A Marilyn-Monroe, lipstick-red couch is the first thing that catches your eye upon entering the friendly bike shop that’s quietly tucked in off Central Avenue and Van Buren Street. The fact that it’s red is not the jarring dynamic; it’s the fact that an inviting modern couch is the first thing that greets you as you walk into an urban bike shop.
And in this way, PHX Bike obliterates any pretentious associations about cycling culture, and its owner, the amiable yet constantly mobile Palmer Martines, is a big reason for this.
Sporting a chic black shirt and black pants with zippers that go up past the heel, Martines’ meek personality is an interesting juxtaposition to his visual aesthetic, which mirrors a modern European socialite.
Fidgeting and tapping his foot on the polished wood floors, Martines describes his shop.
"It’s real friendly, it’s positive," he says. "It’s a different environment than a big bike shop. People appreciate personal experience and are really into doing a custom build.”
Martines, an Arizona native and former professional snowboarder, left a lucrative job as a senior project manager 14 months ago to open his bike shop, which was originally squeezed into the lobby of the building it’s currently in. The store moved to its current location four months ago and had a grand opening party on Feb. 3 to celebrate, which featured local riders who mashed on the ramps set up outside, and supporters, some of whom donated to the store.
“The turnout was more that I thought would turn out,” says Amy Love, who handles the marketing and accounting for the store. “[We] had a lot of local supporters.”
Martines decided to open the bike shop because he saw a missing component in the Valley bike scene.
“I saw a need, and I was frustrated with not being able to get the stuff I wanted in town,” he says. “None of the specialized components that I needed to ride with were in town. So you had to go online and it was really frustrating.”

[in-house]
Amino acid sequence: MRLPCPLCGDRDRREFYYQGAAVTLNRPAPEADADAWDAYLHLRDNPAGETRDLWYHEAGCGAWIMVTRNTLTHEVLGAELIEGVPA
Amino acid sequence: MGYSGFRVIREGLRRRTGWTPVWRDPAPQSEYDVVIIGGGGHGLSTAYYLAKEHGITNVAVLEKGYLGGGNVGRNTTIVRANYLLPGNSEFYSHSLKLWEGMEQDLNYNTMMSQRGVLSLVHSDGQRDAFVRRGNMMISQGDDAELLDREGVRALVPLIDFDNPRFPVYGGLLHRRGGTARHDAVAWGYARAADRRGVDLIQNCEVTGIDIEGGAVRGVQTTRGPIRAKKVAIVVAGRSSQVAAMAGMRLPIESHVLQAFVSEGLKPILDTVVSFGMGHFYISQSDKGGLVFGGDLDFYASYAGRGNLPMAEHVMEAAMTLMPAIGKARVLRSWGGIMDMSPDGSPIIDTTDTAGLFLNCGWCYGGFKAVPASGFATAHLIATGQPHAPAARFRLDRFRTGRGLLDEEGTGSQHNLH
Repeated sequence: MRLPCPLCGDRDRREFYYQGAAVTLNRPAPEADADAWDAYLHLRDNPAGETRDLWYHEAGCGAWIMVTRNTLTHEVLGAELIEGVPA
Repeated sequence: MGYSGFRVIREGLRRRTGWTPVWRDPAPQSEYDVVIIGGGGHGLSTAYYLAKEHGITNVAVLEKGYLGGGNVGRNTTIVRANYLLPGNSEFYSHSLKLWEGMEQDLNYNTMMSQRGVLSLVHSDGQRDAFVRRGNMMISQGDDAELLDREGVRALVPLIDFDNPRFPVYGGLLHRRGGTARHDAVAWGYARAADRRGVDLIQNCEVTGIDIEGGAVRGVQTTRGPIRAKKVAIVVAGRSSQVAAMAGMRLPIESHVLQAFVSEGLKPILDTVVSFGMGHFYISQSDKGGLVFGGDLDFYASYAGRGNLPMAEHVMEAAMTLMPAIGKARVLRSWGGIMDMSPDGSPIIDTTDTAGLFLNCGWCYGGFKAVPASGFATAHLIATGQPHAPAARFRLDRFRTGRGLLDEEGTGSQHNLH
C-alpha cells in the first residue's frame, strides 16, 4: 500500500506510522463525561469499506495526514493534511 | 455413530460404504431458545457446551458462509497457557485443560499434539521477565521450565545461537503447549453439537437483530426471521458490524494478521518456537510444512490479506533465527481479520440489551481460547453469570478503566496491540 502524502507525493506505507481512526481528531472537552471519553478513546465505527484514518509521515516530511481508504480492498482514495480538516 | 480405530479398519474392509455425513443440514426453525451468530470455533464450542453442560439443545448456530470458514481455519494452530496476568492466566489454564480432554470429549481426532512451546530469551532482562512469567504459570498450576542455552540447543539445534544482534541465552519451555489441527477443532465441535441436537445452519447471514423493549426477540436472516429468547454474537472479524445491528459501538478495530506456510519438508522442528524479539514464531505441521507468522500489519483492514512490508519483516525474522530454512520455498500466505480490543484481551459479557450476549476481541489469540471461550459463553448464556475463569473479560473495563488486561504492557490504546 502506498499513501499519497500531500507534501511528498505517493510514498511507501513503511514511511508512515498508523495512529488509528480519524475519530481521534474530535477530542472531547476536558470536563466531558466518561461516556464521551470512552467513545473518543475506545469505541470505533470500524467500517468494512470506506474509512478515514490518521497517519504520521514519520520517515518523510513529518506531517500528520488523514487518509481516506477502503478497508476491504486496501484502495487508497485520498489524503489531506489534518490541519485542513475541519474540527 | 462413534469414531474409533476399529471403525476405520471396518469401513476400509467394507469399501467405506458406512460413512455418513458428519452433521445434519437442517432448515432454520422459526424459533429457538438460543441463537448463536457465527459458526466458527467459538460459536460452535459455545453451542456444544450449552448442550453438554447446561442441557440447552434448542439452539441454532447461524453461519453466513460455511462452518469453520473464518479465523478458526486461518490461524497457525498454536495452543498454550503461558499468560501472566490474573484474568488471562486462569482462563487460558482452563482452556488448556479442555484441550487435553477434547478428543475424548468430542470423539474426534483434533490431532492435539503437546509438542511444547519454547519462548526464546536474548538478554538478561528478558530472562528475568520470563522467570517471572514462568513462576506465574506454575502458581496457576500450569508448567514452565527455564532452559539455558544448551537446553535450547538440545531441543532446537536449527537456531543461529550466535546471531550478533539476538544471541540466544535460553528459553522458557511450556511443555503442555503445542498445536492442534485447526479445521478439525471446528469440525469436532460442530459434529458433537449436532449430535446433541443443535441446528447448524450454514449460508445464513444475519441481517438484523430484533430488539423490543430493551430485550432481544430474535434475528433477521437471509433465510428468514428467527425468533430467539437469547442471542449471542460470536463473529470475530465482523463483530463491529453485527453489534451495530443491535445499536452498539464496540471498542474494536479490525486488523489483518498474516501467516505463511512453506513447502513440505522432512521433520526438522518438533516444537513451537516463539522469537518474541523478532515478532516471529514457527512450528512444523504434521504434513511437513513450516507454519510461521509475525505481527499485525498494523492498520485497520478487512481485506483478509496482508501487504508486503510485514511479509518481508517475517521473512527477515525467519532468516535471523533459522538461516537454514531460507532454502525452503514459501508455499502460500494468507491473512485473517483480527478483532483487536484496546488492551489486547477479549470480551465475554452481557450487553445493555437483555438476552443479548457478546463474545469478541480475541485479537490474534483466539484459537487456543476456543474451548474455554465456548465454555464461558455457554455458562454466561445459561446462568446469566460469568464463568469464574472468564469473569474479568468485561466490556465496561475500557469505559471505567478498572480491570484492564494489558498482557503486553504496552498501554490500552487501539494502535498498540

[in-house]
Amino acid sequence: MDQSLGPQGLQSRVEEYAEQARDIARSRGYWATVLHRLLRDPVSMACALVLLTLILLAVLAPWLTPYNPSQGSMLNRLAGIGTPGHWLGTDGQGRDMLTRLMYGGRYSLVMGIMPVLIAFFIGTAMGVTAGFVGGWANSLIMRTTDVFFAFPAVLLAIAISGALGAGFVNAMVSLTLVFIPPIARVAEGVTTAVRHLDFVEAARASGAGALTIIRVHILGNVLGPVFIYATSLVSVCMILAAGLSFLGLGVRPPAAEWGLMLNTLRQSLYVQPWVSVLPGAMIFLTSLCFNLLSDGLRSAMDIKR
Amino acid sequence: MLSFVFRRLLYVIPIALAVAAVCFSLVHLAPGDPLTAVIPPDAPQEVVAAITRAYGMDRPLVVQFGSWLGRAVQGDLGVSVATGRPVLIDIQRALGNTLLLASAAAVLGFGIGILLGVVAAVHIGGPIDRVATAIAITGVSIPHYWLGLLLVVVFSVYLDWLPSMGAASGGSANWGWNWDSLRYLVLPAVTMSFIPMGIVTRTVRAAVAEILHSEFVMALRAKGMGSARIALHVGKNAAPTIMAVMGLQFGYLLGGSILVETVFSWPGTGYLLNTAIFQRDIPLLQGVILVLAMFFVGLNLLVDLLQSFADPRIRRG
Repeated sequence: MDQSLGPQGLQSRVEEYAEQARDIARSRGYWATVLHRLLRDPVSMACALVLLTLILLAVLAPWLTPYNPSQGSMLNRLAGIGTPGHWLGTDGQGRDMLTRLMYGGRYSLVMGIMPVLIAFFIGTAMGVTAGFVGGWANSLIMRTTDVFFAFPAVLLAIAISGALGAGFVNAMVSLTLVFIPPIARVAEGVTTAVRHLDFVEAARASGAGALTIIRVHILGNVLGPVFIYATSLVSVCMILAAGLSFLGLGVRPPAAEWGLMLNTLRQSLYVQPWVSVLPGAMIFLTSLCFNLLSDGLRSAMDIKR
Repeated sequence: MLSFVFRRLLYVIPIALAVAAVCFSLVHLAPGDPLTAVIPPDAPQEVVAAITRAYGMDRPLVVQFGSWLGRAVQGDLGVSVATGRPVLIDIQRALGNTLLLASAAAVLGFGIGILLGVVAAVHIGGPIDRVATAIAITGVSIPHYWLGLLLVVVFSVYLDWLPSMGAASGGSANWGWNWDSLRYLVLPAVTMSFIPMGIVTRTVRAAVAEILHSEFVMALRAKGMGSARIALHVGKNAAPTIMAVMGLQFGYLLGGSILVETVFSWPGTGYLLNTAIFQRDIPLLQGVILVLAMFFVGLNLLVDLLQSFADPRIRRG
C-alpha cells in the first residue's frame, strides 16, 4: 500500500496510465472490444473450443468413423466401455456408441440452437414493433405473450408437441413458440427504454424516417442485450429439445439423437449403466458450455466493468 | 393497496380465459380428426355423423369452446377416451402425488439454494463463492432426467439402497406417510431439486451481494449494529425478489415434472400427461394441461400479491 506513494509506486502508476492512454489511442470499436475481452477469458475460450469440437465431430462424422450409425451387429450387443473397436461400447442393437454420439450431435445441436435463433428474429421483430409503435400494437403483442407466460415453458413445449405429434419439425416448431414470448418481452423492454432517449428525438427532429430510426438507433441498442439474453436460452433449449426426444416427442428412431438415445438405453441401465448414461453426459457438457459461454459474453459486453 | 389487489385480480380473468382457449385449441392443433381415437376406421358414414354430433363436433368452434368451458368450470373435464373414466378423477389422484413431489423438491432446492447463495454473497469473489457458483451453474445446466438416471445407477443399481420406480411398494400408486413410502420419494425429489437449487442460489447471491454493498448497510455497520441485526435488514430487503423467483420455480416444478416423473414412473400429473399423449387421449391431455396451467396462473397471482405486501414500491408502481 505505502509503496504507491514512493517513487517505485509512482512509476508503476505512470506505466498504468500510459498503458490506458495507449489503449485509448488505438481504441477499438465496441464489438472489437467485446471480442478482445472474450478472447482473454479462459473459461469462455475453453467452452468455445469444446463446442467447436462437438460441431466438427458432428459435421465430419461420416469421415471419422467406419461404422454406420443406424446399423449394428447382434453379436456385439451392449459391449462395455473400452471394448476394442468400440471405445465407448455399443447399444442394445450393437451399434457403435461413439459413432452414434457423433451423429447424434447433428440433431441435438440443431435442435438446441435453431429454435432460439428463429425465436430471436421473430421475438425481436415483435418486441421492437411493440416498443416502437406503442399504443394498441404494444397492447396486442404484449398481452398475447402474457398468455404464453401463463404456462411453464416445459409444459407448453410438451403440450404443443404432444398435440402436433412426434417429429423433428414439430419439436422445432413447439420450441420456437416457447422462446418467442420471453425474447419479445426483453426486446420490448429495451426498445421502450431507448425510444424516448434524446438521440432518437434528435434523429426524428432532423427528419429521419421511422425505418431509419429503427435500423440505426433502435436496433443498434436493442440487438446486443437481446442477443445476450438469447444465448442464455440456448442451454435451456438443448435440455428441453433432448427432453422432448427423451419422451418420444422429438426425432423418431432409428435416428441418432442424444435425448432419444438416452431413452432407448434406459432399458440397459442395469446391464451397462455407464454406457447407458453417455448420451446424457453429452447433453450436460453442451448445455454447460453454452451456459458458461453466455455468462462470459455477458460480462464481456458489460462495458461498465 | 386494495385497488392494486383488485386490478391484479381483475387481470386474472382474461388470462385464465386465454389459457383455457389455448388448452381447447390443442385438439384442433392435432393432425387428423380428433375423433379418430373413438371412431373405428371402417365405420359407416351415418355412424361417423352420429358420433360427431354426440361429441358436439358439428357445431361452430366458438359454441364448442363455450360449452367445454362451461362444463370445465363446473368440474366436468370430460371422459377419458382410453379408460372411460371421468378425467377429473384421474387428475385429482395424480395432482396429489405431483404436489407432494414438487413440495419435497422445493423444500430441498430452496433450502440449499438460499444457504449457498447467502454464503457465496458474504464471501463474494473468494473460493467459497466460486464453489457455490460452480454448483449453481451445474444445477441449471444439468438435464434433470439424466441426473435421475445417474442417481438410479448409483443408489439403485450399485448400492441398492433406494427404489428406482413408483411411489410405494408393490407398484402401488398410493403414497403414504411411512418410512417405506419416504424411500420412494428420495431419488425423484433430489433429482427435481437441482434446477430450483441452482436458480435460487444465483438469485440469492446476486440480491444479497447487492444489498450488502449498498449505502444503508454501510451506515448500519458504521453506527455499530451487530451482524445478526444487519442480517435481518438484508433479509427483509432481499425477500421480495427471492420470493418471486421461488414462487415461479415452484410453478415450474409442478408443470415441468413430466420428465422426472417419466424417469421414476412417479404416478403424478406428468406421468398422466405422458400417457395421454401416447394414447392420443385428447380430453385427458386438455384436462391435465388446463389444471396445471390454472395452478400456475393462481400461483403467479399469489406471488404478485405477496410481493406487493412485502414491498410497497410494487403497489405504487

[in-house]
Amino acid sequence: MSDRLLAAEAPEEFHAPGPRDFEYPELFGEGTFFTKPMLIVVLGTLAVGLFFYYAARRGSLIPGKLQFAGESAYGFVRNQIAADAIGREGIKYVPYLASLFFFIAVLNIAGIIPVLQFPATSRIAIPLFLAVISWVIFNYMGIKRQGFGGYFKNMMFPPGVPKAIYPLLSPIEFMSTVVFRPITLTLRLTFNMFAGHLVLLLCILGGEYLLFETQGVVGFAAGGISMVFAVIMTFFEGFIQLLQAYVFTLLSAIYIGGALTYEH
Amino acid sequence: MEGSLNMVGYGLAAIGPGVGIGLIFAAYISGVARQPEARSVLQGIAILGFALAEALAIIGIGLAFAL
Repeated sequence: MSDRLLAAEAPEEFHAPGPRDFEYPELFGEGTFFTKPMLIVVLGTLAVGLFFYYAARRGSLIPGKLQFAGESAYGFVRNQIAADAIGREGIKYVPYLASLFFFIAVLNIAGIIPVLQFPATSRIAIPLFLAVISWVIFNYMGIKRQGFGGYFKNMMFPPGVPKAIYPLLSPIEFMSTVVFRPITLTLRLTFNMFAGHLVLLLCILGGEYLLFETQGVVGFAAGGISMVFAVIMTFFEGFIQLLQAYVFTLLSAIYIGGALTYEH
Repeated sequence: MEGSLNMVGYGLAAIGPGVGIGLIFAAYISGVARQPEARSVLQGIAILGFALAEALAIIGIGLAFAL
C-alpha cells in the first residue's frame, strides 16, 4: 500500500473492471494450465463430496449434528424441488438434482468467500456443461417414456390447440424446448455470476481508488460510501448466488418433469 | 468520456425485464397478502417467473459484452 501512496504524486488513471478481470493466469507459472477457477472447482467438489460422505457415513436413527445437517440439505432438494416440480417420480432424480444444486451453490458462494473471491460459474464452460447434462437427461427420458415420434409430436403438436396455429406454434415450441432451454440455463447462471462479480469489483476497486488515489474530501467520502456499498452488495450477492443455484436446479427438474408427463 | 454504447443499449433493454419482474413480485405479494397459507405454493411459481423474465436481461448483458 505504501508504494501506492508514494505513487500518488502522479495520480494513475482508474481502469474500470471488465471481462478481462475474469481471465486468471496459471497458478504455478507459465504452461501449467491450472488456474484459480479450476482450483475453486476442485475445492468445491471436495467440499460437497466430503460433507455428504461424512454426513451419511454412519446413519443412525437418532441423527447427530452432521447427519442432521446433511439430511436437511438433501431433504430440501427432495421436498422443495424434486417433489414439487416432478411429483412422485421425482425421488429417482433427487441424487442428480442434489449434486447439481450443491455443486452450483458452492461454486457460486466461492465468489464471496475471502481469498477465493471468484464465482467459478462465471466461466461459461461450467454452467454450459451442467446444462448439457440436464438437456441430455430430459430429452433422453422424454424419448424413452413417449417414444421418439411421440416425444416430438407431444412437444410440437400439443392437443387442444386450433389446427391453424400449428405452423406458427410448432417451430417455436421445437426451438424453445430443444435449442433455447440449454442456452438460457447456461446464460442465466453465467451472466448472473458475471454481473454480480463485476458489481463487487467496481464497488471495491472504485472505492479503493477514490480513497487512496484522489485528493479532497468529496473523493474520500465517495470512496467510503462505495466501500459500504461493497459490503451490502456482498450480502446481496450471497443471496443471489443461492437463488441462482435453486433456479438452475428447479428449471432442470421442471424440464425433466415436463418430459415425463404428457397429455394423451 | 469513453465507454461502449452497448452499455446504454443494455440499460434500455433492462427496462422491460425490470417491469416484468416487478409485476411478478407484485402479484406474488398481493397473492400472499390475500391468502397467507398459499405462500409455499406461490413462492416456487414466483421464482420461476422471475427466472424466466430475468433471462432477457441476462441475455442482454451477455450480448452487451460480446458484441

Inspired by what he witnessed in the burgeoning fixed-gear culture of Seattle in the early part of the century, Martines wanted to build a shop catered to a certain type of rider and offer niche products that would please riders like himself.
“All the components and accessories are very well curated. I’ve used them and tested them. I only sell stuff that I really stand behind,” Martines says.
Some of the iconic brands featured by Martines, who is an independent owner, include: Cinelli Bicycles USA, Brooklyn Machine Works, Volume Bikes, Resist, Fit Bike Company and S&M Bikes.
“I have some very exclusive brands,” he says. “The bike shop’s all about street stuff. It’s a downtown urban cycling boutique. It’s road bikes, BMX bikes, fixed gear bikes, fixed-gear freestyle.”
Something that Martines also prides himself on is his store's ability to do a lot of service.
“[We’re] all about same-day service on stuff. At a lot of other shops, it’s a day or two wait to get your tubes changed.”
Specifically, Martines specializes in road bikes, and finding niche products for his customers.
“I’m really getting into a lot of road bike stuff. [I’m] all about service, full service stuff. Most of the stuff that’s in here is not available anywhere else in town” Martines.
Freshman pre-health major Joseph Lupien echoes the sentiment.
“It’s pretty easy. You just go there. You get in and you get out,” he says. “Some of the big shops you have to wait two days for your bike to be ready.”
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